SHORTEN: The temporary freeze to which you refer was put in place until 1 July 2014. Labor always budgeted to not continue the freeze beyond 1 July 2014. That was a temporary freeze. It was a matter of the Budget. But when the Liberal Party under Mr Turnbull freezed the GP rebates for six year, that is more than a Budget matter. That is a matter of undermining bulk-billing and Medicare. In terms of the priority of this issue, today is a significant day. There is a battle on in this country about the future of bulk-billing. There is a battle on in this country about the future of Medicare. It is a battle between Malcolm Turnbull's Liberals who are determined through their policies to undermine bulk-billing and Medicare and Labor who will fight with every ounce of our energy to defend and save Medicare.

JOURNALIST: How many other ALP policies are going to be funded by blocking the Coalition's company tax cuts?

SHORTEN: It's a matter of choices, isn't it. This election and indeed a budget. Mr Turnbull chose to provide tax cuts to big business which will total $50 billion. Labor chooses to defend Medicare with an announcement which will cost $12 billion over 10 years which will preserve bulk-billing and preserve our Medicare system. A Prime Minister who doesn't choose to prioritise the health of his people needs to change his priorities. And a Prime Minister who can't change his priorities, he needs to get out of his job.

JOURNALIST: You have relentlessly criticised the Coalition over the $57 billion that was taken out of health. Will you today commit putting that back in or will you not?

SHORTEN: We will have more to say about our health policy as this election unfolds. But today there couldn't be a clearer choice between Labor's commitment to prioritise Medicare and the Liberals' commitment to prioritise tax cuts for big business.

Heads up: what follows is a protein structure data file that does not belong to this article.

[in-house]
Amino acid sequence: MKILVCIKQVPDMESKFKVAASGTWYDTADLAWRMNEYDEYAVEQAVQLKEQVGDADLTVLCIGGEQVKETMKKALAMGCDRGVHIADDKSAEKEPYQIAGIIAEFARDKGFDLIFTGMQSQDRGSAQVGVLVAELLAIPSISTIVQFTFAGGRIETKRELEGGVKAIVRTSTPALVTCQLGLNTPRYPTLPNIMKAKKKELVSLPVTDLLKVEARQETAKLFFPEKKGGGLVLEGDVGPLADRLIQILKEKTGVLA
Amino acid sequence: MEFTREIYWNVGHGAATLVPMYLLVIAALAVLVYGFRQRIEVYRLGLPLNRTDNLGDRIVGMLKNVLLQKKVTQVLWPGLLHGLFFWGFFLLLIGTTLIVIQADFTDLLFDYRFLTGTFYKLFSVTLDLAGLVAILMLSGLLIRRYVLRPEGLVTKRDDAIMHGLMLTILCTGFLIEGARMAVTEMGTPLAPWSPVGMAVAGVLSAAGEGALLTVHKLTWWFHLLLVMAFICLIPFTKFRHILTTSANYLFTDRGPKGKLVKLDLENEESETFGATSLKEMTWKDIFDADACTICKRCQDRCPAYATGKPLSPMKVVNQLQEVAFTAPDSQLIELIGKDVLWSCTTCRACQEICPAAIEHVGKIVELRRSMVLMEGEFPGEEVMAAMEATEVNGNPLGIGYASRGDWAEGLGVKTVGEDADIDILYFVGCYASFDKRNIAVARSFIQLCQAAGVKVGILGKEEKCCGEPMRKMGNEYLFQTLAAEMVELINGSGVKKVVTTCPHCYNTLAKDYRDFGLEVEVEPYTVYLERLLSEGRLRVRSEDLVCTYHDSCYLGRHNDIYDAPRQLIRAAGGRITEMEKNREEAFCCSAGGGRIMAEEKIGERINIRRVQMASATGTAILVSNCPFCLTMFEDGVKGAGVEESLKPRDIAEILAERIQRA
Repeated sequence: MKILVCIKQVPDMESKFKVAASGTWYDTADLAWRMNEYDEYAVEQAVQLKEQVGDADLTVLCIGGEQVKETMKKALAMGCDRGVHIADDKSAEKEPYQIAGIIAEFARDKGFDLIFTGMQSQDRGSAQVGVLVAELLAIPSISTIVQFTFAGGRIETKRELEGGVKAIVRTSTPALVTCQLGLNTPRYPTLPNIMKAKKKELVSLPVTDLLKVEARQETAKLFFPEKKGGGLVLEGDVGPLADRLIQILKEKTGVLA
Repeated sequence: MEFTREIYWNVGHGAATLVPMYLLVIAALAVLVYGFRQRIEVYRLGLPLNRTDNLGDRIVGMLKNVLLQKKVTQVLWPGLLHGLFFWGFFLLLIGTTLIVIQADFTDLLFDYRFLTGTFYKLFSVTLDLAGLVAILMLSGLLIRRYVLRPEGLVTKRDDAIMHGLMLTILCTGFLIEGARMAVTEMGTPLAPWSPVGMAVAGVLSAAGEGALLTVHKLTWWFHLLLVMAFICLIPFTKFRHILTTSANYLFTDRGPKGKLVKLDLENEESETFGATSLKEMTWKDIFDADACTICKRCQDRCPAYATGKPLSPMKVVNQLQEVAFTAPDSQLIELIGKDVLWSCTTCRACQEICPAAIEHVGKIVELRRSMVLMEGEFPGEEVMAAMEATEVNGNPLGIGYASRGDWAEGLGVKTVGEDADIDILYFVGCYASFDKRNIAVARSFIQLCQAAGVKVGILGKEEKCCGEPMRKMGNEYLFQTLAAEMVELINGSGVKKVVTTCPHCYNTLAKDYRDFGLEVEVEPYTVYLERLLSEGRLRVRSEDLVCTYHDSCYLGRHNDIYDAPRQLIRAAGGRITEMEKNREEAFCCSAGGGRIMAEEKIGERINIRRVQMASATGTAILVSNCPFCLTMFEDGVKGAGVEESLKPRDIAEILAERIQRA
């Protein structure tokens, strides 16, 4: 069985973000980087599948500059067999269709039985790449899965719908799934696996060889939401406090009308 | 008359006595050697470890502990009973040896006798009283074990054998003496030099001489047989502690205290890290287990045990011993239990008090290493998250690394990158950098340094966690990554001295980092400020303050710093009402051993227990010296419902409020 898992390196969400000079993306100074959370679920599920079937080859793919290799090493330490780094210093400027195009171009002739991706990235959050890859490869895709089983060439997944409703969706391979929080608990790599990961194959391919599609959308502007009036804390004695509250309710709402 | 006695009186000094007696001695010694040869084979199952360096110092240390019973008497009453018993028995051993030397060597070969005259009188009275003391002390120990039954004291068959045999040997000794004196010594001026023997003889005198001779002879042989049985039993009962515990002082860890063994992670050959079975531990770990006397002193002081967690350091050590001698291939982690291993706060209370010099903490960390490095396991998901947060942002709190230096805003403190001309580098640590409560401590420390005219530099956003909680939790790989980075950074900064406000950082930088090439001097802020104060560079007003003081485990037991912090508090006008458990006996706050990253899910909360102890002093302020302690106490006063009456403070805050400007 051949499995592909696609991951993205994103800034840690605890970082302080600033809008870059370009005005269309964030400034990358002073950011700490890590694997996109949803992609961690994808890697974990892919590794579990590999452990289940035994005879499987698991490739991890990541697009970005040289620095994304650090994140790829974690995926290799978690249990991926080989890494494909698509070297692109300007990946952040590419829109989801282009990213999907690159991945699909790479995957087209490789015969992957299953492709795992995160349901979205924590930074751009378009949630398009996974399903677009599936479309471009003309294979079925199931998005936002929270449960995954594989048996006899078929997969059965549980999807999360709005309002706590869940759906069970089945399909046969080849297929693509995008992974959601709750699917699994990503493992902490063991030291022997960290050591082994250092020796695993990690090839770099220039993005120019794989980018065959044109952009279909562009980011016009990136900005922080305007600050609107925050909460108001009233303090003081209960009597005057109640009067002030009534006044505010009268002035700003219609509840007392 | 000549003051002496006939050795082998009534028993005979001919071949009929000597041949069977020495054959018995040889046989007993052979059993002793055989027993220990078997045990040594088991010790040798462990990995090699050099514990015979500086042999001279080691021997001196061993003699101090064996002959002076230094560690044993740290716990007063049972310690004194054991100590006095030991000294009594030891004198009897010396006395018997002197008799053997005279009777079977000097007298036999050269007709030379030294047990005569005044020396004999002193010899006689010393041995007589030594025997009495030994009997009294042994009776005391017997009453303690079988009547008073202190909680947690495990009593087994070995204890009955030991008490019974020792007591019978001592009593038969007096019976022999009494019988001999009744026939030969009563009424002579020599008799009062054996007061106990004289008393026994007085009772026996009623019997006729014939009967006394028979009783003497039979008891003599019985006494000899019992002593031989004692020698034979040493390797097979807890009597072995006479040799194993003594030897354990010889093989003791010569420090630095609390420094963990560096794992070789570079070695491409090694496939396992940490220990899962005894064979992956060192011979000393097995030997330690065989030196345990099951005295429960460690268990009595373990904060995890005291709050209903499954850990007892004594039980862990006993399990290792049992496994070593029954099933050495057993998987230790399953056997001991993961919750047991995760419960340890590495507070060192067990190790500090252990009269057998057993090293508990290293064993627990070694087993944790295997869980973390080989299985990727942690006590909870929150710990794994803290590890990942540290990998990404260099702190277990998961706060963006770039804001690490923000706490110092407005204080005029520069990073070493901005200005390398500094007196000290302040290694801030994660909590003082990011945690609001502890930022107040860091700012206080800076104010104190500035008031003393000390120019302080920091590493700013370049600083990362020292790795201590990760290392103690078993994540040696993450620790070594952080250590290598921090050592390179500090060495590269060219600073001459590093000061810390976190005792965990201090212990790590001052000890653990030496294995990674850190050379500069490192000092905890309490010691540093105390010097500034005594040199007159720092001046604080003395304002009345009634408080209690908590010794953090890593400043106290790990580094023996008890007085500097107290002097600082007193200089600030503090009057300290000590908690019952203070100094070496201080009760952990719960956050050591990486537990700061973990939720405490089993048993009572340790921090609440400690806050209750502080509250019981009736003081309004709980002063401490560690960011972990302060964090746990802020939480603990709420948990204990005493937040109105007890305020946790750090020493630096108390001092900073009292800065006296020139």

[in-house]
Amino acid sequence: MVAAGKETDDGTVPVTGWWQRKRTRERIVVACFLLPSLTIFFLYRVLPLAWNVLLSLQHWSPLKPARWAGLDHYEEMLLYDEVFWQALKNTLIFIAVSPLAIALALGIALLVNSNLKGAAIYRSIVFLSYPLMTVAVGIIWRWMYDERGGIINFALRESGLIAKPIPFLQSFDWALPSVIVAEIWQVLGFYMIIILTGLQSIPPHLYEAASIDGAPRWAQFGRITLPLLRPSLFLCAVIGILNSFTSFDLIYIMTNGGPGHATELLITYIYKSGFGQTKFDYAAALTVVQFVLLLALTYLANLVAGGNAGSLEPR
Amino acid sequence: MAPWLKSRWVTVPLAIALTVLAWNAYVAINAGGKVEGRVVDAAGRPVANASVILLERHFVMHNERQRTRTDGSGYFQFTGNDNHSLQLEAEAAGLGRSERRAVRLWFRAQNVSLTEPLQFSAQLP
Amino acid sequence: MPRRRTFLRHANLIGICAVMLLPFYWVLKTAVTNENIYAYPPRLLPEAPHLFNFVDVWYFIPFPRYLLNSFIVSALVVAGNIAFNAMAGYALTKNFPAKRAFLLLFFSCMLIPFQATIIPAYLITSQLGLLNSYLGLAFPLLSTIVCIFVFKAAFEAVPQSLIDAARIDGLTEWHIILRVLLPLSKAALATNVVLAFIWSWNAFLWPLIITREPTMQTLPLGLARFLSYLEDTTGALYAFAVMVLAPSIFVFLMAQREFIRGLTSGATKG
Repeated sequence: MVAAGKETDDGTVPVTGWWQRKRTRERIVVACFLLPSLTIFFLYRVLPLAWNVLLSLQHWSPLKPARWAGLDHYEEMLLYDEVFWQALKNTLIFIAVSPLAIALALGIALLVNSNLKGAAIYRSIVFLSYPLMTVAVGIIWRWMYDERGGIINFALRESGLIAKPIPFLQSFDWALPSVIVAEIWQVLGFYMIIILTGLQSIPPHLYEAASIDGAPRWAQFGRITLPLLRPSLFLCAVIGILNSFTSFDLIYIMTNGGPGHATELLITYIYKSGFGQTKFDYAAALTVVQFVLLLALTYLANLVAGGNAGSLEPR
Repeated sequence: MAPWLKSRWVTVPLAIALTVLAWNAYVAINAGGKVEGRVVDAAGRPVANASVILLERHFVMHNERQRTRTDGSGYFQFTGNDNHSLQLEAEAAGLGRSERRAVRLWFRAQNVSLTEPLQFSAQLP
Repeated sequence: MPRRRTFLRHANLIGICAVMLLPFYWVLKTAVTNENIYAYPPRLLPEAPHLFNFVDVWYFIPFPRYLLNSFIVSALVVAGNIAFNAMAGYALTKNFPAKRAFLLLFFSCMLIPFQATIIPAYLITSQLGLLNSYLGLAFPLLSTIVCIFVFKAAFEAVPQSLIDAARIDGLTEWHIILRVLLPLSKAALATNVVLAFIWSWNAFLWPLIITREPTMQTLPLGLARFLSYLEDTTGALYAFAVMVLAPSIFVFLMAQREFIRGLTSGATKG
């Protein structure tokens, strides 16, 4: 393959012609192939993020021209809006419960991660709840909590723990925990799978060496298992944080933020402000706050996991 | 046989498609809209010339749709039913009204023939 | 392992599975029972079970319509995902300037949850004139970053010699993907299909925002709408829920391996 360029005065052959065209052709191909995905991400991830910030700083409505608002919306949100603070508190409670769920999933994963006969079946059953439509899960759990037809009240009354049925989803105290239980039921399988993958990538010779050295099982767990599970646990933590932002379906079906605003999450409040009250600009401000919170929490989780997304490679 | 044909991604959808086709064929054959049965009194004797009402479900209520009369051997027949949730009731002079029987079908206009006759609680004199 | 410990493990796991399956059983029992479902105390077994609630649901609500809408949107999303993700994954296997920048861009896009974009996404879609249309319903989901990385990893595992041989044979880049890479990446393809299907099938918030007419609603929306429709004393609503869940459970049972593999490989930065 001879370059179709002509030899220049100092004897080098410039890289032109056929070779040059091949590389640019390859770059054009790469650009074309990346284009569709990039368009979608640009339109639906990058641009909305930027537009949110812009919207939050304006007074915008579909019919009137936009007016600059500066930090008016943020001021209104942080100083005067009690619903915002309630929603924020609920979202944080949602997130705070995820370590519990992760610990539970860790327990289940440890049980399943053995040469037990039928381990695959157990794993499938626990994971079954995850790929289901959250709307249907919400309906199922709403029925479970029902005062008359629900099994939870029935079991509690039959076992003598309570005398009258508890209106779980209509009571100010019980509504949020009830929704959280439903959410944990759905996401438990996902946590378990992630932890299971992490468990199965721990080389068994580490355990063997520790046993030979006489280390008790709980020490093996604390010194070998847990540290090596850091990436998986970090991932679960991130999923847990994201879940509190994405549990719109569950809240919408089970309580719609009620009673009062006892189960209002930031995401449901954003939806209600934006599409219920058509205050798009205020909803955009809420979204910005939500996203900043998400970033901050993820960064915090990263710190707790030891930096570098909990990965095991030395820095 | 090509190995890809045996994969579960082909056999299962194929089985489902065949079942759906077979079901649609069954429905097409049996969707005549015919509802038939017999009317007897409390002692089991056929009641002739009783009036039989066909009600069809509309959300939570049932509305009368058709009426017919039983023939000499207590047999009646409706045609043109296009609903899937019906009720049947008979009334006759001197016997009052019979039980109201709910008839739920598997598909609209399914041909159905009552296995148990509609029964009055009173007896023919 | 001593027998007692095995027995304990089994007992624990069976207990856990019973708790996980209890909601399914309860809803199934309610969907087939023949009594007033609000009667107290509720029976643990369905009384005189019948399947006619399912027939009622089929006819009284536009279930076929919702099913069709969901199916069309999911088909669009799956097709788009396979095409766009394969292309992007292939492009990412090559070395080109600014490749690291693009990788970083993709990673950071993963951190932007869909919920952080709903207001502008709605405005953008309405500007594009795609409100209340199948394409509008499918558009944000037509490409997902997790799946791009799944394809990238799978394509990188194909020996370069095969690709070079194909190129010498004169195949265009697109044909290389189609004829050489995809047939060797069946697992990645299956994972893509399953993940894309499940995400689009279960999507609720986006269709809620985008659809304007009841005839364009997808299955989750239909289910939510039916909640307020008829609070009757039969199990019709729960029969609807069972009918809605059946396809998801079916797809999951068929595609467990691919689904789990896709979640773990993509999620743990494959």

JOURNALIST: How do you arrive at that figure that patients, if the freeze is not lifted, will be about $20 out of pocket?

SHORTEN: We are deeply grateful to the advocacy of the Royal College of Australian General Practitioners, and the AMA led by Brian Owler and many consumer groups. They have made it perfectly clear that if you freeze the rebates which GPs receive. If you keep them at 2014 levels in 2015 and 2016 right through to 2020, doctors will be left with no choice but to levy upfront fees. At least with Tony Abbott he said he wanted to have a GP tax. Mr Turnbull is trying to come in the backdoor of every GP surgery and levy a new GP tax, force the GPs of Australia, they're the front line, the family doctor is the front line of medicine in this country. And what Mr Turnbull and his ruthless policies of undermining bulk-billing will do is that they will undermine Medicare generally. I do not want Australia to go down the path of a two-tier American system. Where you have a basic level of medical care for the truly impoverished and then the other standard of care is for those who are truly well off. Australia has an efficient health care system. It can always make improvements, but we spend about 10 per cent of our economic output on our health care. In America, in its two-tier, two-class system it costs the American economy about 17 per cent. Medicare is not just fair. It is efficient. And what we are doing is preserving bulk-billing. I do not want people who are sick on fixed income pensions, parents with kids, or adults with chronic health conditions to have to choose between being able to afford the shopping that week, the power bills that week, or going to the doctor. And the truth of the matter is that the Government's freeze on the GP rebate doesn't actually help the taxpayers' bottom line. What happens is sick people defer going to the doctor because they don't have the money and then when they're sick they end up in the emergency wards of our hospitals and that costs a lot more to the bottom line. So what we are doing today in defending Medicare is we're keeping true to the genuine Australian community standard of Medicare, where it is, as I have said before, your Medicare card, not your credit card which determines the level of care and that happens to be the best deal for the sick, for the taxpayer, and for our country.